The big four consultancies have nearly tripled their income from federal government contracts since the Coalition won power, while becoming among the nation's most generous political donors.
KPMG, PricewaterhouseCoopers, Ernst & Young and Deloitte won contracts worth $562 million last financial year, surpassing the $527 million record set in 2015-16 and taking their total under the Coalition to $2.1 billion.
The firms' donations to the major parties were also higher than ever, reaching $915,000 last financial year –almost twice the amount they gave when the government changed in 2013.
The government and the consulting firms said the spending reflected changes in the Australian Public Service's work, as it responded to economic trends and the public's shifting demands.
However, researchers and crossbenchers pointed to the bureaucracy's shrinking workforce and the Coalition-imposed staffing cap as one of the main causes.
Commonwealth spending on the big four firms more than tripled in the Rudd-Gillard years, Austender data shows, peaking at $365 million in 2012-13 before dropping to $210 million in the Coalition's first year in power.
Except for 2016-17, the spending grew every subsequent year, while the Coalition cut the public service to its smallest size in 12 years. Last year, government agencies entered into contracts with the big four for audits, IT, budget processing, risk management, logistics, advice and project management, among other work.
Centre Alliance senator Rex Patrick said consultants would be unnecessary if the public service possessed enough in-house skills.
"Instead of dealing with shortfalls in knowledge, it has been far too easy to contract the work out, which has the general effect of dumbing down the public sector further," he said.
"The Commonwealth government is in a knowledge-and-expertise death spiral."
Greens senator Peter Whish-Wilson said the Coalition preferred to outsource work to corporate donors than build the bureaucracy's capacity.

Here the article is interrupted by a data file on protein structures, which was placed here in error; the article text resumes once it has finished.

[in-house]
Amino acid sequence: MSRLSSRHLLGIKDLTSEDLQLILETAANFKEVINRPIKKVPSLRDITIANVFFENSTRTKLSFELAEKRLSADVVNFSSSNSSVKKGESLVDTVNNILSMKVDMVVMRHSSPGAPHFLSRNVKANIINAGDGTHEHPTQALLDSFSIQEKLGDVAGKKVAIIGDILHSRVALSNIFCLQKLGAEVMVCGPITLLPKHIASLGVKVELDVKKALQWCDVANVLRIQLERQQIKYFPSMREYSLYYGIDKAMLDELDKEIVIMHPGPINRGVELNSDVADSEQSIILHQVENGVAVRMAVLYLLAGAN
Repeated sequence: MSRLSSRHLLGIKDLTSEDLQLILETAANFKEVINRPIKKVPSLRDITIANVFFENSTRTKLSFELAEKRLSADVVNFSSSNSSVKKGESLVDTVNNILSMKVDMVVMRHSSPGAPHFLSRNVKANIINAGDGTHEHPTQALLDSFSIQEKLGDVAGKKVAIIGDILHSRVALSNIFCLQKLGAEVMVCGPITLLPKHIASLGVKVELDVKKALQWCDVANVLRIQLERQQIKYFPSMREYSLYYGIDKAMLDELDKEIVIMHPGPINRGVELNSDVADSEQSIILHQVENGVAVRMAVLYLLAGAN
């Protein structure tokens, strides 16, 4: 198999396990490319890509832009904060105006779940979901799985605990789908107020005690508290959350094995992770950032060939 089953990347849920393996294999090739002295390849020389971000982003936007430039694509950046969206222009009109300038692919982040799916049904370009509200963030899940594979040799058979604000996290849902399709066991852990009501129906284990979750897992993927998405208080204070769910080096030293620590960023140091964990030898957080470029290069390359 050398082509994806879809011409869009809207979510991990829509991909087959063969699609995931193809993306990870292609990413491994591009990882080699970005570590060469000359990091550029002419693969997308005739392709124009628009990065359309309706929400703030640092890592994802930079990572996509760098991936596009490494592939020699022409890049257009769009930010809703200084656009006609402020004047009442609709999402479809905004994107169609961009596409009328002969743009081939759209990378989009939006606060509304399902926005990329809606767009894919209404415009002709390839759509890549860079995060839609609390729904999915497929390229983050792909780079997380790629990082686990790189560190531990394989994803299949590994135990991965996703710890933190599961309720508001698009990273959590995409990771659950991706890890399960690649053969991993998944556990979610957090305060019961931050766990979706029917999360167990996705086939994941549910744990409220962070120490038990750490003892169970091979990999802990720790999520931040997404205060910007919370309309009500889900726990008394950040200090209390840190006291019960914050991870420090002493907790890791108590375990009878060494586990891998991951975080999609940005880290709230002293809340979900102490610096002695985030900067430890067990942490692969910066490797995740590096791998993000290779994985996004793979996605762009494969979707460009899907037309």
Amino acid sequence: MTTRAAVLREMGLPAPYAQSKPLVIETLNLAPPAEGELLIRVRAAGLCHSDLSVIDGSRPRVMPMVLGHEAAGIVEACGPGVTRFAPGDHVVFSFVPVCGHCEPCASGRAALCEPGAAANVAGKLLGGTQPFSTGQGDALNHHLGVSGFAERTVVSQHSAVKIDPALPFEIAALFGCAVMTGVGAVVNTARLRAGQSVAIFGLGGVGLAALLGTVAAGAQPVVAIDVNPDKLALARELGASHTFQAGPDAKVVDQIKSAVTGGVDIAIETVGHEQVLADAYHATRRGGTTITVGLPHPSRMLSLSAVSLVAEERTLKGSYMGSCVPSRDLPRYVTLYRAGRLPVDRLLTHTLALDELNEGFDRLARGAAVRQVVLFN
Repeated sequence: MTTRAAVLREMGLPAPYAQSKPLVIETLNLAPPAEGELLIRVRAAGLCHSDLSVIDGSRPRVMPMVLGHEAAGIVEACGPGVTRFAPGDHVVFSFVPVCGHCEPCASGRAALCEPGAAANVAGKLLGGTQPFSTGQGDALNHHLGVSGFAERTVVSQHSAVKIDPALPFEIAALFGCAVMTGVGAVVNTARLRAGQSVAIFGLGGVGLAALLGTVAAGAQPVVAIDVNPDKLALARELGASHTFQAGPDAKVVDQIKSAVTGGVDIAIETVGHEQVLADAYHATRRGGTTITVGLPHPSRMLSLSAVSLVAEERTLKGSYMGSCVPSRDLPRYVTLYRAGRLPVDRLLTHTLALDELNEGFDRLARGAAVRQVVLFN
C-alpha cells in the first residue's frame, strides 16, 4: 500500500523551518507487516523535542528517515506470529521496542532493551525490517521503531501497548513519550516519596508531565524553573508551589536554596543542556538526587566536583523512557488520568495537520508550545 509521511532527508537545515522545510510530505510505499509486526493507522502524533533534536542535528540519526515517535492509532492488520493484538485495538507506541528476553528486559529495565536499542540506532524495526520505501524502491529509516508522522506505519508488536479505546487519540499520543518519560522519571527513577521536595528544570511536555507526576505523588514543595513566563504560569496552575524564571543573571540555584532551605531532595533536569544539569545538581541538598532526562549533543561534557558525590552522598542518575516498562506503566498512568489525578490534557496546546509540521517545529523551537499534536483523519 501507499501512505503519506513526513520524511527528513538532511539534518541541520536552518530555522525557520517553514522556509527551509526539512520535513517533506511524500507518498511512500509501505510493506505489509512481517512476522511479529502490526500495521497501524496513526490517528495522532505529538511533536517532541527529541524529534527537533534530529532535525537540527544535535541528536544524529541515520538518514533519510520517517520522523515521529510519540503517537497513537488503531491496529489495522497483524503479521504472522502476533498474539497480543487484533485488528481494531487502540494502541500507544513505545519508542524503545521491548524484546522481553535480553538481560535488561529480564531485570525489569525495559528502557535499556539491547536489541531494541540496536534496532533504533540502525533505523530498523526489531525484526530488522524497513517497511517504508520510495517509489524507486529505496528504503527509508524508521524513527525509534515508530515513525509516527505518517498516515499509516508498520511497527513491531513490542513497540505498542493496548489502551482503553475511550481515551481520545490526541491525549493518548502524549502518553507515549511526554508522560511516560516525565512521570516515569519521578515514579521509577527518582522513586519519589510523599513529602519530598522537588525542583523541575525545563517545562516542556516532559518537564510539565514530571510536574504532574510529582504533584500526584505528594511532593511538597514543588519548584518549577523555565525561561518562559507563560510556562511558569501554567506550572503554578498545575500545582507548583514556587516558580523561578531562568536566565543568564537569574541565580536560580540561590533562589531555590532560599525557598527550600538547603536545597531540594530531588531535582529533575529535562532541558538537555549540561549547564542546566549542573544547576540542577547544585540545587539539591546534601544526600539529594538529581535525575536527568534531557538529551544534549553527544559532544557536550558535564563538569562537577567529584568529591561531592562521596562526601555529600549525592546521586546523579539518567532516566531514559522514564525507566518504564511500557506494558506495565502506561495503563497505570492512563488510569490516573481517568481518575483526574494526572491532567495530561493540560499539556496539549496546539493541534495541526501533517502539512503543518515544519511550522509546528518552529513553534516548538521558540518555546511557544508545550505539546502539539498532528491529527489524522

"Consultancies are more expensive because they take a profit. And the continued use of consultancies hollows out the public service," he said.
The Centre for Policy Development, a think tank chaired by a former head of the Prime Minister's Department, Terry Moran, has warned previously that the erosion of the bureaucracy's capabilities was likely to be inflating spending on consultants.
However, Finance Minister Mathias Cormann denied the increased spending had reduced policy making and administrative skills within government. The overall cost of government administration – including public sector staffing, consultants and contractors – as a proportion of overall spending dropped from 8.5 per cent in 2007-08 to 6.8 per cent in 2017-18, he said.
"The government continues to promote a flexible approach to resourcing that strikes the right balance between a talented, core workforce of permanent public servants and selective use of external expertise," the minister said.
"When public servants and external specialists work together on projects, there is a two-way transfer of skills and experience."
Researchers in public administration say the loss of public service jobs, and a cap on staffing, has created a reliance on consulting firms.
An Auditor-General's report has also revealed officials fail to correctly identify spending on consultancies when registering contracts.
Melbourne School of Government lecturer Martin Bortz said what the government considered a consultant was "murky". He said consultants could transfer their skills to bureaucrats when managers made training part of their contracts with the companies.
"Real consultants have a very valuable skillset to offer which takes years and years to hone. I don't think it can happen through osmosis," he said.
Growing donations to the Liberal and Labor parties appeared to be a bid from consultancies to grow their influence and become more involved in policy making, Mr Bortz said.
The big four have donated $3.5 million to the Labor, Liberal and National parties since the Coalition came to power.
Deloitte said its donations were more commonly in-kind and reflected the facilities the company provided for events attended by the major parties.
"Deloitte rejects the suggestion there is a correlation between the support provided to the political process and the level of government spend on consultants," a spokesman said.
PricewaterhouseCoopers likened its donations to those from other companies and unions, while KPMG said its contributions represented memberships and sponsorships of business associations and conferences managed by the major political parties.
"These provide opportunities for attendance at policy briefing sessions, and invitations to networking events with business and parliamentary representatives," a KPMG spokeswoman said.
Ernst & Young declined to comment.
Senator Cormann denied any link between donations and government spending on the big four, and said the companies followed government rules for transparency and competition in bidding for contracts.